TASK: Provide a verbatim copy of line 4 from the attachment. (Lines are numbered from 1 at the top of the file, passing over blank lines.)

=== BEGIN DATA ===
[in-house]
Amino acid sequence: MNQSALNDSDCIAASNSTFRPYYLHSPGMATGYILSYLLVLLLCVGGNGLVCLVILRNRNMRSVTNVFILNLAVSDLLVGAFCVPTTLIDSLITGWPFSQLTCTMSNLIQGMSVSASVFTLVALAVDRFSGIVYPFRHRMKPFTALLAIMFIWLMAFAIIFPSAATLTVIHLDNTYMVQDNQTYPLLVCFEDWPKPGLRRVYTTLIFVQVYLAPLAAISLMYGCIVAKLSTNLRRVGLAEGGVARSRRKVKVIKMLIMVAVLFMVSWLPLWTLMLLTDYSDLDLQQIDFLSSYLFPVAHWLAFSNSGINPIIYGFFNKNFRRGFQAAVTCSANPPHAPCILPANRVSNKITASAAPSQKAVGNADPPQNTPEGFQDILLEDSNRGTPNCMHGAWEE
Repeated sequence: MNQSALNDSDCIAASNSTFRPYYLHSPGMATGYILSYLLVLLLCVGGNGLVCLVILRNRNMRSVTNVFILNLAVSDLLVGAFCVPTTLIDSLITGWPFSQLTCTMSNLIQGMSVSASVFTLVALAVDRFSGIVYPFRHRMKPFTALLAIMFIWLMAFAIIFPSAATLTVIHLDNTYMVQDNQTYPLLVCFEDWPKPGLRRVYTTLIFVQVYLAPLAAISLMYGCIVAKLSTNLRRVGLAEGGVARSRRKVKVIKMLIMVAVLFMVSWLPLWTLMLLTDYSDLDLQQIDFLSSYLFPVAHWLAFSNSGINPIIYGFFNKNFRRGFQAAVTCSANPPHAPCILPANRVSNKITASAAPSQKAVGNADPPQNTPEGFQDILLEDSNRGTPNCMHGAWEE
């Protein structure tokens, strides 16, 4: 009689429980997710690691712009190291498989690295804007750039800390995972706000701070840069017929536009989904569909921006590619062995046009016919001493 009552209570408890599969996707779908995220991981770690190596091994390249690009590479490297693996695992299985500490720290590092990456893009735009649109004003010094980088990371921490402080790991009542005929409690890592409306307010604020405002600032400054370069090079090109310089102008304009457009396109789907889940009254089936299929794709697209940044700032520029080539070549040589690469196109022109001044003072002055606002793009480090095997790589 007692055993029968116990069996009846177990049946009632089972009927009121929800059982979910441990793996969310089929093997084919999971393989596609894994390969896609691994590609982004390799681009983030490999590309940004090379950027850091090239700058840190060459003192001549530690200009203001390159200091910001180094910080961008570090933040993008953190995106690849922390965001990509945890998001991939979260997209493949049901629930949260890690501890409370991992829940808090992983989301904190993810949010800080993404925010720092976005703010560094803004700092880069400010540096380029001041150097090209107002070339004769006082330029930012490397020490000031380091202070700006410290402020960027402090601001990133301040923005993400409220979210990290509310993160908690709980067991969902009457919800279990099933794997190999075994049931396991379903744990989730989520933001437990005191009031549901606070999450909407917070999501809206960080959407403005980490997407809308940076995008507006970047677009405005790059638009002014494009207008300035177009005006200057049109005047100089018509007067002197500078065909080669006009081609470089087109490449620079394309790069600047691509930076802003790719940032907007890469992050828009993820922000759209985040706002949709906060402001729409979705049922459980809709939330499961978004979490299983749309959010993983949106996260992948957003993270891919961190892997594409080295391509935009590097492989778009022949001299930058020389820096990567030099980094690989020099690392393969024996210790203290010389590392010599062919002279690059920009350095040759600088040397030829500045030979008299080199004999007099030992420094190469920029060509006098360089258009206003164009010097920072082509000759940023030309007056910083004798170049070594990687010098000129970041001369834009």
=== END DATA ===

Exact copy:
């Protein structure tokens, strides 16, 4: 009689429980997710690691712009190291498989690295804007750039800390995972706000701070840069017929536009989904569909921006590619062995046009016919001493 009552209570408890599969996707779908995220991981770690190596091994390249690009590479490297693996695992299985500490720290590092990456893009735009649109004003010094980088990371921490402080790991009542005929409690890592409306307010604020405002600032400054370069090079090109310089102008304009457009396109789907889940009254089936299929794709697209940044700032520029080539070549040589690469196109022109001044003072002055606002793009480090095997790589 007692055993029968116990069996009846177990049946009632089972009927009121929800059982979910441990793996969310089929093997084919999971393989596609894994390969896609691994590609982004390799681009983030490999590309940004090379950027850091090239700058840190060459003192001549530690200009203001390159200091910001180094910080961008570090933040993008953190995106690849922390965001990509945890998001991939979260997209493949049901629930949260890690501890409370991992829940808090992983989301904190993810949010800080993404925010720092976005703010560094803004700092880069400010540096380029001041150097090209107002070339004769006082330029930012490397020490000031380091202070700006410290402020960027402090601001990133301040923005993400409220979210990290509310993160908690709980067991969902009457919800279990099933794997190999075994049931396991379903744990989730989520933001437990005191009031549901606070999450909407917070999501809206960080959407403005980490997407809308940076995008507006970047677009405005790059638009002014494009207008300035177009005006200057049109005047100089018509007067002197500078065909080669006009081609470089087109490449620079394309790069600047691509930076802003790719940032907007890469992050828009993820922000759209985040706002949709906060402001729409979705049922459980809709939330499961978004979490299983749309959010993983949106996260992948957003993270891919961190892997594409080295391509935009590097492989778009022949001299930058020389820096990567030099980094690989020099690392393969024996210790203290010389590392010599062919002279690059920009350095040759600088040397030829500045030979008299080199004999007099030992420094190469920029060509006098360089258009206003164009010097920072082509000759940023030309007056910083004798170049070594990687010098000129970041001369834009």